The passage of UCC should, in principle, necessitate a rationalization of this registration process according to modern tax regimes of family property and principles of corporate governance for businesses. How this transition, with all its switchover costs, would occur under UCC is anybody’s guess. This story becomes even more complicated if one notes that the HUF has remained abolished in the state of Kerala since 1976, thus creating a geographical unevenness arising out of the federal structure of the Indian polity. This is only one example of the staggered way in which the incrementality of personal rights has been established through judicial and legislative reform in India.
Given the social and legislative alchemy required for designing and implementing the UCC, it has generally been the case that some variation of a highly precautionary principle has been historically applied for the reformation of personal laws. This precautionary settlement might seem to be a consequence of the limited path-dependent measures that are possible given the uniquely pluralistic social fabric of India. But this settlement has also had the added effect of maintaining an unstable equilibrium that has cumulatively created multiple misaligned layers of social, legislative, and economic incentives resulting in a Gordian knot that is difficult to untangle. It is this complexity that dogmatic debates about the necessity (or lack thereof) of UCC's attempt to disguise, but with limited success. In this short article, I briefly outline three ways to reframe the issues of pluralism as features of unstable equilibrium.
First, we must acknowledge the contradictions or, at the very least, discrepancies that guide the constitutional principles underlying discussions around the format and the implementation procedures of the UCC. In other words, there is no coherent constitutional imagination about the significance of UCC for organizing the social reality of India. Neither is there anything like a suggested timeline to assess the opportune moment to implement the UCC countrywide. Successive governments have tended to defer adequately comprehensive reform, often in favor of a more piecemeal tinkering with specific legislative provisions, such as the Hindu Succession Act mentioned above. Too often, this is charitably understood as a quality of slow dynamism inherent in the Indian constitutional imagination. However, attempting to resolve the current dilemmas around the scope and possibility of UCC by deferring to the constitutional vision only results in a prolonged state of hysteresis.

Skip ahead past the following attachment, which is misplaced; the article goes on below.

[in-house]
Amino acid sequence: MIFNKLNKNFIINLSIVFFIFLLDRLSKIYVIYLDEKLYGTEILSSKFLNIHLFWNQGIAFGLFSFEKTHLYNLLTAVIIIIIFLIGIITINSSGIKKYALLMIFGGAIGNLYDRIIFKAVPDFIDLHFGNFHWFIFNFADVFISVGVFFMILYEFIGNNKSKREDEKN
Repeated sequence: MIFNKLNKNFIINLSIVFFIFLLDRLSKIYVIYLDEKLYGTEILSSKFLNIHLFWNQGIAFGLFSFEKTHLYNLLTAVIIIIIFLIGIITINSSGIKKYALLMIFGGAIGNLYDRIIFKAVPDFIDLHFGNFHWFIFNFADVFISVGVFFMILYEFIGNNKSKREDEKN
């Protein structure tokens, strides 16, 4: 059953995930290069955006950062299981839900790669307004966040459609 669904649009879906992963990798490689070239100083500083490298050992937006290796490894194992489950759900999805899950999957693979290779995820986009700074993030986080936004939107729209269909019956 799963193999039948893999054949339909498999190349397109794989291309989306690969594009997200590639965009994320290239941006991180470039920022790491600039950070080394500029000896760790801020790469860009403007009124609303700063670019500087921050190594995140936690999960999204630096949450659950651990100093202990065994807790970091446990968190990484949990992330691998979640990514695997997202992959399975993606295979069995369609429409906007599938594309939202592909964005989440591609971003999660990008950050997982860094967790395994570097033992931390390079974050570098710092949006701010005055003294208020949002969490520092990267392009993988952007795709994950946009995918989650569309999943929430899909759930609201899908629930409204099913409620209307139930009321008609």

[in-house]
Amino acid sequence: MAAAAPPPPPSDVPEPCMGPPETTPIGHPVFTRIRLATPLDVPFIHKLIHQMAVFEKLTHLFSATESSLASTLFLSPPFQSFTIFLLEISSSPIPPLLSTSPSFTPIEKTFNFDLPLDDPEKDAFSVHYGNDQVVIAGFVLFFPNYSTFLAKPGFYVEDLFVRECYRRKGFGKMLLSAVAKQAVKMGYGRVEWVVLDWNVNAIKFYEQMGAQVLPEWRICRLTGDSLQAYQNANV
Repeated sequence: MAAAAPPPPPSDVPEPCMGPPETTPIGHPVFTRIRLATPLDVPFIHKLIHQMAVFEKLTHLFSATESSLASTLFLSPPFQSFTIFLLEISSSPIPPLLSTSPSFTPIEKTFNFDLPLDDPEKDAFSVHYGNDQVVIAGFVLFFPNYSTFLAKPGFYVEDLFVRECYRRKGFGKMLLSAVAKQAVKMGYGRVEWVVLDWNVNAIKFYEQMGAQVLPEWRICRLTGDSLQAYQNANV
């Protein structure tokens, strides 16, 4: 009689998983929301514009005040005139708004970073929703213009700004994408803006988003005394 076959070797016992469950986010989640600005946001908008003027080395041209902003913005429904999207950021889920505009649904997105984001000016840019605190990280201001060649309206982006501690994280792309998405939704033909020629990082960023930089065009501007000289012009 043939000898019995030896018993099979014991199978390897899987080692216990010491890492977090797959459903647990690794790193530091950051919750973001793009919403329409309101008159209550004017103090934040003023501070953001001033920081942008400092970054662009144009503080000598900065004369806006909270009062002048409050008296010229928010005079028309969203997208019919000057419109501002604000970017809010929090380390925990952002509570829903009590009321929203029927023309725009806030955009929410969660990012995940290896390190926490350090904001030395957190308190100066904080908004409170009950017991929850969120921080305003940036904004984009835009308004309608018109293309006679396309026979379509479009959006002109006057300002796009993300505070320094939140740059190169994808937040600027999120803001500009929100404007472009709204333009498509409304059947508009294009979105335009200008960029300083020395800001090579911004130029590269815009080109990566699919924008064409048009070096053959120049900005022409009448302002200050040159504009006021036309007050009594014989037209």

Second, if tinkering with extant statutes has been the primary modus operandi of legislative reform, then the operational mode underlying this shift is to progressively rationalize individual elements of religious personal laws by creating further optionality of provisions or pathways of change for people to follow. One only must refer to the recommendations proposed in the report of the Twenty-First Law Commission of India published in 2018. The thrust of the report is to maintain the legally pluralist environment of India by making contextual adjustments to different systems of personal laws preferable over a uniform and standardized approach.
For example, consider the provision in Muslim personal laws that states that if a man dies leaving behind only daughters, then a share of his property will go to his siblings, thus making any relinquishment of the property by the late husband’s wife or daughters reliant on the siblings’ assent. The exact quantity of the share will depend on the number of daughters. Instead of discarding this provision wholesale, the 2018 report sought to amend it through an addendum that would make “proximity to the deceased rather than preference to male agnates [heirs]” the main criteria for succession. It is argued that this will also result in a lower administrative cost for the government. The path of least cost and the path of least resistance appears to coincide in such a legally pluralistic arrangement.